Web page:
North American mammoth origins rewritten

12 November 2015

Mammoth tooth

A mammoth tooth from Punta Gorda, Florida, examined by researchers during the study.

Analysis of North American mammoth teeth reveals that the Columbian mammoth evolved directly from the steppe mammoth, and later interbred with woolly mammoths. 

Scientists previously believed that the primitive southern mammoth migrated from Asia to North America around 1.5 million years ago and evolved into the Columbian mammoth.

New research shows that the southern mammoth never made it to North America, and that the Columbian mammoth's ancestor was actually the more advanced steppe mammoth, a species very similar to the Columbian mammoth that migrated from Asia into North America over the Bering Strait land bridge around 1.5 million years ago.

The researchers also found evidence that Columbian mammoths interbred with woolly mammoths, after the woolly mammoth arrived in North America around 100,000 years ago.

Lead author and Museum palaeontologist Prof Adrian Lister says: 'Until now, we thought North American mammoth evolution and adaptation ran separately from other continents. This research shows that mammoth evolution is a lot more complex and surprising.'

Teething problems

Prof Lister and Dr Andrei Sher from the Institute of Ecology and Evolution in Moscow re-examined over 600 fossil mammoth teeth held in the Museum and other collections around the world. They found that many had been misidentified.

As Columbian mammoths fed on sedge, grass and other plants on the plains of North America, their teeth were ground down, changing the shape and size of the chewing surface. This makes them difficult to distinguish from teeth of the southern mammoth, which also have low crowns and fewer enamel ridges.

The researchers mapped the changing appearance of mammoth teeth over a lifetime using micro-CT scanning at the Museum. This proved that molars identified as southern mammoth teeth were actually worn-down Columbian mammoth teeth.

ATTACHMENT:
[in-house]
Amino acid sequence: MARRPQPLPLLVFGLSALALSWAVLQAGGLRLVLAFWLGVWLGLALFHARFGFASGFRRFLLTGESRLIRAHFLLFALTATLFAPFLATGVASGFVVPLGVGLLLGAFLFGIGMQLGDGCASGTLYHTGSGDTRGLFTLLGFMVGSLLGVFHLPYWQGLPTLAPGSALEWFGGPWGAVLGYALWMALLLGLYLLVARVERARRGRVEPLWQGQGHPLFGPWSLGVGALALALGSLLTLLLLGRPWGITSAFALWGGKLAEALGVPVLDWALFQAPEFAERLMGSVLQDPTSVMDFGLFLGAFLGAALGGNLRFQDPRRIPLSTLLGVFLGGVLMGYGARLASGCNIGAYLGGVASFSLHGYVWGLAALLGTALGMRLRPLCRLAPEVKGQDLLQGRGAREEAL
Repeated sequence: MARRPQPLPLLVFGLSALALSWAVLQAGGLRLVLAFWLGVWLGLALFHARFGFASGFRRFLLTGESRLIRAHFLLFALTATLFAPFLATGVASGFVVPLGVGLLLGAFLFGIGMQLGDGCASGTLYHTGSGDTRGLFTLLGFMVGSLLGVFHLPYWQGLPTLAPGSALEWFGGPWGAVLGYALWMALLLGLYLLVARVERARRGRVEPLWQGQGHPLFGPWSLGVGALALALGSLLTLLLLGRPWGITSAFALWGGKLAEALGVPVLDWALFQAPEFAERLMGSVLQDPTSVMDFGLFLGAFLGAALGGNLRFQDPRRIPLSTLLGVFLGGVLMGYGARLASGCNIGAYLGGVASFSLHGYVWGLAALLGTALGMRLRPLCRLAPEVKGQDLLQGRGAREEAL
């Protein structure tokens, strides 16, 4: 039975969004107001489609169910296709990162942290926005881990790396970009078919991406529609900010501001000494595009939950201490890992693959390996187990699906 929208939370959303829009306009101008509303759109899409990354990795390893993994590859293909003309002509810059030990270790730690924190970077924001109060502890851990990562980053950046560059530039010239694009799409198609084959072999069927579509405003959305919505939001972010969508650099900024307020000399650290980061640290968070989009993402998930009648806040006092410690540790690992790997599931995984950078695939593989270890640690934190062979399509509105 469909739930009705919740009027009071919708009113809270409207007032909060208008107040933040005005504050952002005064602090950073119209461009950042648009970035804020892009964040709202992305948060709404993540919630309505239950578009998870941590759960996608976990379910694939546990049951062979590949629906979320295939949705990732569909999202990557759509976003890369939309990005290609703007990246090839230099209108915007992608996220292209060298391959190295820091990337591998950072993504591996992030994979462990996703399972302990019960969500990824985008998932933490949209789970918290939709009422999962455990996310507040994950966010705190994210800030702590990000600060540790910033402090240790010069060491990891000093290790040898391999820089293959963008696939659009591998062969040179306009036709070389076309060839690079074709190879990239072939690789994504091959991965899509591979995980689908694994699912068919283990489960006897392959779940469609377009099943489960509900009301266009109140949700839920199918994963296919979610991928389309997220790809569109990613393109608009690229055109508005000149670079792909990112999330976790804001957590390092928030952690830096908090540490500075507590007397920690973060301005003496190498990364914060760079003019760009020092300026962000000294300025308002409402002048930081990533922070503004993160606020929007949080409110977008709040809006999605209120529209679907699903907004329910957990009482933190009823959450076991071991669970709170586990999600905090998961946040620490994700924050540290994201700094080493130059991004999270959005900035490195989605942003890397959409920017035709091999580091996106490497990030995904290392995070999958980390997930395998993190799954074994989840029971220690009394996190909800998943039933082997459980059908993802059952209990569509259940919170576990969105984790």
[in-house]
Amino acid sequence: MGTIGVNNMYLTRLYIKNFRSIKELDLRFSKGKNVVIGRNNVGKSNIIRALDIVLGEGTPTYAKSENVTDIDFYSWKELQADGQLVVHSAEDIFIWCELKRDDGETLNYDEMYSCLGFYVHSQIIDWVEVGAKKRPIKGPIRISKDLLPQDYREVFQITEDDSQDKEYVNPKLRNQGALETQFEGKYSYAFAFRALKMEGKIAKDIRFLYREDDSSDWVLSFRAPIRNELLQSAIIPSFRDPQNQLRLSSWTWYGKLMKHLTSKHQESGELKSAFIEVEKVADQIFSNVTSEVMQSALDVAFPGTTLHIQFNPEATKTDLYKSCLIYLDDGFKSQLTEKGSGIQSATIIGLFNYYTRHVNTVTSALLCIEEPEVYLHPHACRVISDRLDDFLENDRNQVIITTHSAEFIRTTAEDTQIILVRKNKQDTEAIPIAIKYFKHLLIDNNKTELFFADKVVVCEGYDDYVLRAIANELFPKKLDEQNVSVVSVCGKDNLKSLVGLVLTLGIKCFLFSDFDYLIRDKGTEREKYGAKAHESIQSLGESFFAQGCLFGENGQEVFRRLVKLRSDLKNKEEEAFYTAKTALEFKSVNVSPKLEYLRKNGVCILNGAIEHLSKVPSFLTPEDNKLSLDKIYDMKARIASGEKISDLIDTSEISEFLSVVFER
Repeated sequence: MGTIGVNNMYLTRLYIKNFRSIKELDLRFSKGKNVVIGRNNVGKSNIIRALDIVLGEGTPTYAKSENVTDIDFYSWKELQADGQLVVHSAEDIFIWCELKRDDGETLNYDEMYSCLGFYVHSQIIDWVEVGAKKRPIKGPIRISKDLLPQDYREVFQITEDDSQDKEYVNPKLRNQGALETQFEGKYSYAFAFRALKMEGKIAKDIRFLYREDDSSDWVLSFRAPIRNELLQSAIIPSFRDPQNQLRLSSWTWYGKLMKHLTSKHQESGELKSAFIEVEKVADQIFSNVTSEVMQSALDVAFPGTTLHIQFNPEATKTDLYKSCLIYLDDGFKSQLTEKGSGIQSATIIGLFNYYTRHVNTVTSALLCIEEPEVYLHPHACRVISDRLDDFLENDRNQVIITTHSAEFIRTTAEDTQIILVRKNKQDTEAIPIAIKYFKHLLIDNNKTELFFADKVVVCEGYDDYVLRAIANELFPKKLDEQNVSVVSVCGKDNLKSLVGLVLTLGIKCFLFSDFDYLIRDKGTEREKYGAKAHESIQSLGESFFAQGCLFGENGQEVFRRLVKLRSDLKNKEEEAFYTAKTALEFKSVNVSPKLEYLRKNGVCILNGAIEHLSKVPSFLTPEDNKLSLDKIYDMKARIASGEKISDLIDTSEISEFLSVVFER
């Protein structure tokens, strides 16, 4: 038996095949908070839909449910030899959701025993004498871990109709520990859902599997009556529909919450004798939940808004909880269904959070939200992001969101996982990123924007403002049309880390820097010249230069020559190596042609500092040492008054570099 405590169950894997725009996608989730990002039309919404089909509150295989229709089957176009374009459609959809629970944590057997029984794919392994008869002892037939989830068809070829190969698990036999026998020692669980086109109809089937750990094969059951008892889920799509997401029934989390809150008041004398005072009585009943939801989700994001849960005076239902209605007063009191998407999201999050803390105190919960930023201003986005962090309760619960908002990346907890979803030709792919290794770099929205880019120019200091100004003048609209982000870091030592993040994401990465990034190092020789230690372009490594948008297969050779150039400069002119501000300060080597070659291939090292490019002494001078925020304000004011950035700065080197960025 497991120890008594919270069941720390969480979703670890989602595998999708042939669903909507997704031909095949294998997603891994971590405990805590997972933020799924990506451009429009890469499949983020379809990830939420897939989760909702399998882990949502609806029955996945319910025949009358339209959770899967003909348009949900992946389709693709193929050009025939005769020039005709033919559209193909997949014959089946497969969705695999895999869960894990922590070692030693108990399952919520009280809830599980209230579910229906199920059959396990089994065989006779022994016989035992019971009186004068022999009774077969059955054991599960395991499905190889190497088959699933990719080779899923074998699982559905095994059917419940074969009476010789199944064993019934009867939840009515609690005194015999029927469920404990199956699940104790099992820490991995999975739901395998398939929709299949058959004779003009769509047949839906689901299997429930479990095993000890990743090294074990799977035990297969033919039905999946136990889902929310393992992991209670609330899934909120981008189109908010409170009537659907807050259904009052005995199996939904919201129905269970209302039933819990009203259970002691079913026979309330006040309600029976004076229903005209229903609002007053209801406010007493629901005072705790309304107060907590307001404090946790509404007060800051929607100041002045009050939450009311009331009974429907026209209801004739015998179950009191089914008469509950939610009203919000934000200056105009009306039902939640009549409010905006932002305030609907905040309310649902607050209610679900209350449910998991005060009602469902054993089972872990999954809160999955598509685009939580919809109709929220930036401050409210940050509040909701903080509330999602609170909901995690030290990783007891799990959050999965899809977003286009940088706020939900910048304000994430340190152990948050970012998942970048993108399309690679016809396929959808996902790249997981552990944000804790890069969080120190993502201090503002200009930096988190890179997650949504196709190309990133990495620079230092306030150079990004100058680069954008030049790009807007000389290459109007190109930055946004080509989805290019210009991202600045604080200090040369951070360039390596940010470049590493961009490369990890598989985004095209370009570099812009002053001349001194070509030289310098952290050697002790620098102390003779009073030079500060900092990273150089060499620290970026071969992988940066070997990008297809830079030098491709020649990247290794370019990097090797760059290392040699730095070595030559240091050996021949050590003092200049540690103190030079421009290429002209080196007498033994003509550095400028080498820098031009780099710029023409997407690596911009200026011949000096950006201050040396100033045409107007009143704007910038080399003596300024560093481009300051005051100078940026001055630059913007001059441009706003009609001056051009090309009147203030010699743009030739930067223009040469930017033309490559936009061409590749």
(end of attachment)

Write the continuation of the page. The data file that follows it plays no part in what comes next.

As a result of the study, many southern mammoth fossils held in museums around the world will need relabelling as Columbian or even steppe species.

The findings, published today in Science, suggest that there is no evidence southern mammoths ever reached North America. So who is the Columbian mammoth's ancestor?

Mapping out mammoths

Columbian mammoth teeth are extremely similar to those of the steppe mammoth, a species that lived in large numbers in northeast Siberia at least 1.2 million years ago. The steppe mammoth was in the right place at the right time to migrate over the Bering Strait into North America around 1.5 million years ago, where its remains are now identified as Columbian mammoth.

In fact, teeth of the steppe mammoth are virtually identical to those of the Columbian mammoth. Prof Lister's future research will look at whether the two are actually the same species:  'The challenge now is to study other parts of their body, especially their skulls, to see whether the Columbian mammoth had become a separate species by the time it settled in North America.'

Woolly relations

The woolly mammoth evolved later than the Columbian mammoth in the same region linking North America and Asia.

We know woolly mammoths crossed the Bering Strait around 100,000 years ago, living mainly in what is now Alaska, Canada and the northern US mainland. The Columbian mammoth was already present in large numbers at this time, living in the warmer regions of modern-day USA and Mexico.

Columbian and woolly mammoths probably bumped into each other along an overlap zone between their northern and southern ranges. 

Woolly mammoth and Columbian mammoth tooth

A woolly mammoth tooth (left) and a Columbian mammoth tooth with attached skull bone (right), to scale. The Columbian mammoth was much larger than the woolly mammoth, and adapted to warmer climates.

 

Fossils found along this overlap zone were previously identified as several distinct species. Prof Lister now believes they represent hybrids that were the result of interbreeding between Columbian and woolly mammoths, a theory backed up by recent DNA analysis.

Prof Lister adds: 'Mammoths are a great example of "evolution in action" in the fossil record. This study shows the value of fossil collections in helping us understand the diversity of life, hand-in-hand with genetic evidence.'

  • By Kate Hazlehurst

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